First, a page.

Russell Findlay is being lined up to replace Douglas Ross as the leader of the Scottish Conservatives, according to well-placed sources. 

The "powers-that-be in the Scottish party” reportedly see the West Scotland MSP as a “continuity candidate.”

The former journalist refused to comment on the speculation when approached by The Herald last night, though declined to rule out a bid for the top job. 

He said he was “focused on the General Election" and that discussions about the future of the party were "not helpful when Scottish Conservative candidates are standing to beat the SNP.”

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Mr Findlay has only been in Holyrood for three years but has impressed colleagues and commentators. 

Writing in today’s The Herald, Andy Maciver, the former head of communications for the party, described him as “sharp and very able, with impeccable unionist credentials.”

Mr Ross stunned colleagues on Monday when he announced that he would be stepping down as leader of the Scottish Tories after the General Election.

The decision to quit came after he upset some of his MSPs by making a bid for Westminster, despite previously promising to commit his energies to being leader of the Tory group at the Scottish Parliament in the run-up the 2026 election. 

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What made his colleagues particularly uneasy is that he is standing in the new Aberdeenshire North and Moray East constituency, replacing David Duguid, who was ousted as the candidate by the Party’s Management Board for being too sick.

Mr Duguid - who is recovering in hospital from an illness affecting his spine - insisted he was well enough to stand.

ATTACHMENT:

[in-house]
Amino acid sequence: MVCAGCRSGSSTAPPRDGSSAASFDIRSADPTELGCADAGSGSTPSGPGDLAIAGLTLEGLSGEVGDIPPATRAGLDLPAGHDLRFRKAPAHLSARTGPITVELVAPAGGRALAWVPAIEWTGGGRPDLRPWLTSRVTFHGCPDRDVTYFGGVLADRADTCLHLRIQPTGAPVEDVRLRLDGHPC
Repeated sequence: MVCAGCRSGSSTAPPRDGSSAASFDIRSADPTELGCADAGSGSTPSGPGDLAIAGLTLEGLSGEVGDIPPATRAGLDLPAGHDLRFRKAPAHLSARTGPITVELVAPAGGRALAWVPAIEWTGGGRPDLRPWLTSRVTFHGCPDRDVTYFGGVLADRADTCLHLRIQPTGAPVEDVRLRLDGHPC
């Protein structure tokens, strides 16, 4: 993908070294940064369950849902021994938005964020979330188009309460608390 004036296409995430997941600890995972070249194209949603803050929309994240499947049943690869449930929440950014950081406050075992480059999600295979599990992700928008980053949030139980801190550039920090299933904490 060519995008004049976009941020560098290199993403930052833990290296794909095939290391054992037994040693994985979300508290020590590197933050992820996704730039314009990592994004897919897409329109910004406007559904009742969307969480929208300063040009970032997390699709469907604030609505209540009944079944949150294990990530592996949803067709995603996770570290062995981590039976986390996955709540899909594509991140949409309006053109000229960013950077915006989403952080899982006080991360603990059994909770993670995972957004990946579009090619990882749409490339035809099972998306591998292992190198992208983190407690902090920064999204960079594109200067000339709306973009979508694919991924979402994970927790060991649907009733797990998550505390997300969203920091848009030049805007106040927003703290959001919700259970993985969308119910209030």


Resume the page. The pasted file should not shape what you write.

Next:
One person in the party was so unhappy they leaked information about Mr Ross’s expenses to the Sunday Mail, including suggestions that he broke parliamentary rules by claiming for travel to football matches where he was working as a referee.

Mr Ross denied any wrongdoing, but the allegations ultimately proved to be the tipping point.

In his column, published in today's paper, Mr Maciver said a number of contacts had told him that supporters of Mr Ross "and by extension the powers-that-be in the Scottish party, many of whom are based at Westminster" had chosen Mr Finlday as their "continuity candidate to succeed him.”

"Mr Findlay, from the 2021 intake, has made a name for himself," he added.

“Sharp and very able, with impeccable unionist credentials, he would be an excellent choice to carry on the work of his predecessors as an anti-independence agitator.”

Any leadership contest will not start until early July and could last until November if more than one candidate throws their hat into the ring.

Adding to the chaos around Mr Ross's resignation are the tensions in the Holyrood group over the future of the Westminster party and fears over a lurch to the right if the election goes as badly as the polls predict.

Mr Maciver said he believed more than half of the Holyrood group now “question the value of a relationship with the UK party.”

He warned that the Tories have little chance of ever being anything other than a party of opposition unless they consider radical change.

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Mr Maciver said the party needed to ask itself an “existential question”.

“Are you unionists, perpetually re-fighting a battle against nationalists which you’ve already won?

“Or are you conservatives, fighting a battle against the left which you have to win if you want to be in power?”

Murdo Fraser previously suggested a new centre-right party more attuned to the Scottish political landscape as part of his platform during the 2011 leadership contest.

The proposal was roundly rejected by members.

Mr Findlay told The Herald: “I’m focused on the General Election. Any discussions about the future of the party are not helpful when Scottish Conservative candidates are standing to beat the SNP.”